Vol. 151, No. 26 — December 27, 2017
SOR/2017-272 December 8, 2017
P.C. 2017-1518 December 8, 2017
Her Excellency the Governor General in Council, on the recommendation of the Minister of the Environment, pursuant to subsection 36(5) of the Fisheries Act (see footnote a), makes the annexed Regulations Amending the Metal Mining Effluent Regulations.
Regulations Amending the Metal Mining Effluent Regulations
1 Schedule 2 to the Metal Mining Effluent Regulations (see footnote 1) is amended by adding the following in numerical order:
A portion of an unnamed stream and its unnamed tributaries located approximately 25 km northwest of the town of Amos, Quebec
A portion of an unnamed stream and its unnamed tributaries located approximately 25 km northwest of the town of Amos, Quebec. More precisely, the 4.6 km portion of the stream extending from the point located at 48°40′44.00″ north latitude and 78°29′12.68″ west longitude to the point located at 48°40′7.19″ north latitude and 78°28′1.52″ west longitude and covering an area of 3.4 ha.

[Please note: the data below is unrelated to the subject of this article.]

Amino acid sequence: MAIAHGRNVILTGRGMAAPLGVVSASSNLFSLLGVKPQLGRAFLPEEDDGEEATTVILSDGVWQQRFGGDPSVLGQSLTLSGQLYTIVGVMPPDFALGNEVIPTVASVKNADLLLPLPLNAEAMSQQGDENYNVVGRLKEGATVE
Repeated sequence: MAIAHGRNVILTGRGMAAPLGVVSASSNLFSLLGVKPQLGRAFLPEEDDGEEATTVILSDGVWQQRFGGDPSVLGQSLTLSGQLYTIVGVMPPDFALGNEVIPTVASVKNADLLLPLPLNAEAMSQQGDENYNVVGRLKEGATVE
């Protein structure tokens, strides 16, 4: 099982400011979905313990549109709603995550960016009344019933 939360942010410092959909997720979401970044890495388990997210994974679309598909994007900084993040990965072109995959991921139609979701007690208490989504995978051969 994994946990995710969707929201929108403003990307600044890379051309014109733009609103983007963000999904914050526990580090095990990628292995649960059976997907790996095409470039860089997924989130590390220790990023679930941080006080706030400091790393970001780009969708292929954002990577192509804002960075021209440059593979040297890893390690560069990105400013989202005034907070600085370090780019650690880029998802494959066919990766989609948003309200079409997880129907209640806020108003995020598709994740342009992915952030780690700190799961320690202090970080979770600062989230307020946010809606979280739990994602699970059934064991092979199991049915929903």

Coming into Force
2 These Regulations come into force on the day on which they are registered.
REGULATORY IMPACT ANALYSIS STATEMENT
(This statement is not part of the Regulations.)
RNC Minerals (see footnote 2) (the proponent) proposes to construct and operate the Dumont mine project, an open-pit nickel mine located 25 km northwest of Amos, Quebec. The proponent expects to extract ore over a period of 21 years, to process the higher-grade ore and, during this time, to temporarily stockpile the low-grade ore.
The proponent proposes to store the low-grade ore in a water body frequented by fish. However, section 36 of the Fisheries Act (FA) prohibits the deposit of deleterious substances in waters frequented by fish unless authorized by regulations under the FA or other federal legislation. The Metal Mining Effluent Regulations (MMER), made pursuant to subsection 36(5) of the FA, include provisions to allow for the use of water bodies frequented by fish for the disposal of mine waste. The Amendment to the MMER will add a water body to Schedule 2 of the MMER, designating it as a tailings impoundment area, and therefore allowing the proponent to store low-grade ore, as proposed.